Dr. Schroeder strongly believes that the Big Bang Theory is a boon to believers. By resolving the discrepancy between the age of the universe as taught in the Torah and that which is espoused by the proponents of the Big Bang Theory, we might have eliminated the impediment to believers embracing this theory. We should emphasize that in addition to proving our belief in creation (as explained in the first part of this series), the Big Bang Theory is also powerful evidence to the belief in God, for as common sense as well as the Rambam (Moreh Nevuchim 1:71) teach, if the world was created in time, it most certainly had a Creator who created it in time. For an elaboration on this point, see chapter three of Lawrence Kelemen’s excellent work “Permission to Believe.”

In addition, it is worth noting that in his 1992 book “Genesis and the Big Bang” (page 67), Dr. Schroeder explains that the energy released in the first moments of the Big Bang radiated at such high frequencies that it would have been invisible to the naked eye, and that only later did it cool sufficiently to produce visible light. According to Dr. Schroeder, BeReishit 1:3-4, which records that Hashem said, “Let there be light, and light came into existence…and Hashem separated between the light and the darkness,” might refer to this known physical process. “The parallel between the opinion of present-day cosmological theory and the biblical tradition that predates it”, writes Dr. Schroeder, “is striking and almost unnerving.”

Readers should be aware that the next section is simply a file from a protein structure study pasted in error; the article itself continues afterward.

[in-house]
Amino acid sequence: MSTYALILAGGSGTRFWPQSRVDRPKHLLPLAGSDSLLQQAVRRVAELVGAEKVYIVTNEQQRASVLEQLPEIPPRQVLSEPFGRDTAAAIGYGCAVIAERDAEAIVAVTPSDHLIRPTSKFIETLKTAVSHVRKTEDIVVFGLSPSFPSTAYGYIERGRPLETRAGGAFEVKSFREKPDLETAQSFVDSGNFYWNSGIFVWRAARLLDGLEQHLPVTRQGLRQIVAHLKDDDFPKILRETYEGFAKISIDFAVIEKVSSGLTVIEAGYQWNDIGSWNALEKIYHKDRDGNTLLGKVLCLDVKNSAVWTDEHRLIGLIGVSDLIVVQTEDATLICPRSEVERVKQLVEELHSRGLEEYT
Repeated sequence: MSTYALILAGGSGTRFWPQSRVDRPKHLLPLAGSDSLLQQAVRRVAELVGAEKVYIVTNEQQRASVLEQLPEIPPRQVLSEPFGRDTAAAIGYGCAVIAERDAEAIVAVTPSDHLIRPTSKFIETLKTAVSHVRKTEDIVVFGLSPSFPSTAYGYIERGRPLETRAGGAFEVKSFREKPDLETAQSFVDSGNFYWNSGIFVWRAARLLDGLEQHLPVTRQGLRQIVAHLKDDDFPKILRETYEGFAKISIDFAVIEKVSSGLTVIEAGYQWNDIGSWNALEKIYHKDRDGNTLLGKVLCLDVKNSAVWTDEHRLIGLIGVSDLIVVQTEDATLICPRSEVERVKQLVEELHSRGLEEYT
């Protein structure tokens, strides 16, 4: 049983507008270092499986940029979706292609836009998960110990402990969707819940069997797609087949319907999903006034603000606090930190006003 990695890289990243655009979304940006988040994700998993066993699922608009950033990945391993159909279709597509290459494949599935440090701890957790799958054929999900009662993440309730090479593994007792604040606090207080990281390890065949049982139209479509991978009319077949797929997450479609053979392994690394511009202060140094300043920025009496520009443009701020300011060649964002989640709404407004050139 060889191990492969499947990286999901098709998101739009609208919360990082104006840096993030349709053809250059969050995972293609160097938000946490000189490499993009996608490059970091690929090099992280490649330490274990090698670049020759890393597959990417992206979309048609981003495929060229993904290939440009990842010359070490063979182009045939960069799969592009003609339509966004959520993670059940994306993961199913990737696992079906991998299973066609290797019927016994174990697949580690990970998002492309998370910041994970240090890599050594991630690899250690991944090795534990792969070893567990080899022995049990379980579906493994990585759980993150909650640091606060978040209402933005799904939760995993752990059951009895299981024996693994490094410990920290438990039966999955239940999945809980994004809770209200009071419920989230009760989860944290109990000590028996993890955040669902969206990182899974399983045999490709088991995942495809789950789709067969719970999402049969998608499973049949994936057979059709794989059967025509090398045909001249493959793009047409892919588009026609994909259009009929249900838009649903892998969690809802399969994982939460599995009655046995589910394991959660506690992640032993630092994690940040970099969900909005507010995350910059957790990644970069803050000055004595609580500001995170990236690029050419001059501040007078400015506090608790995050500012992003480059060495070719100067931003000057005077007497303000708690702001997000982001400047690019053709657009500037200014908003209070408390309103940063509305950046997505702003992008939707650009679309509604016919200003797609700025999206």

Dr. Schroeder writes (ad loc. p. 89):

“As the thermal energy of the photons fell to 3000K, thus allowing electrons to bind in stable orbits around hydrogen and helium nuclei, not only did the photons break free from the matter of the universe (‘separated’ in the language of the Torah), but they became visible as well. Light was now light and darkness dark, both theologically and scientifically”.

Accordingly, Dr. Schroeder argues that the Big Bang Theory, far from being a threat to Torah belief, is actually a boon to believers. In Dr. Schroeder’s words “The Big Bang Theory is the best thing that has happened to religion since Moses brought the Torah down from Sinai.” What remains to be seen in the coming years and generations is whether scientists will sustain or discard the Big Bang Theory.

Editor’s note: For further reading on this subject by Dr. Gerald Schroeder, please visit

Lemon v. Kurtzman – Its Impact on Eiruvin and Gittin Part One by Rabbi Chaim Jachter

Introducing Dr. Gerald Schroeder’s Approach to Science and Torah – Part Two by Rabbi Chaim Jachter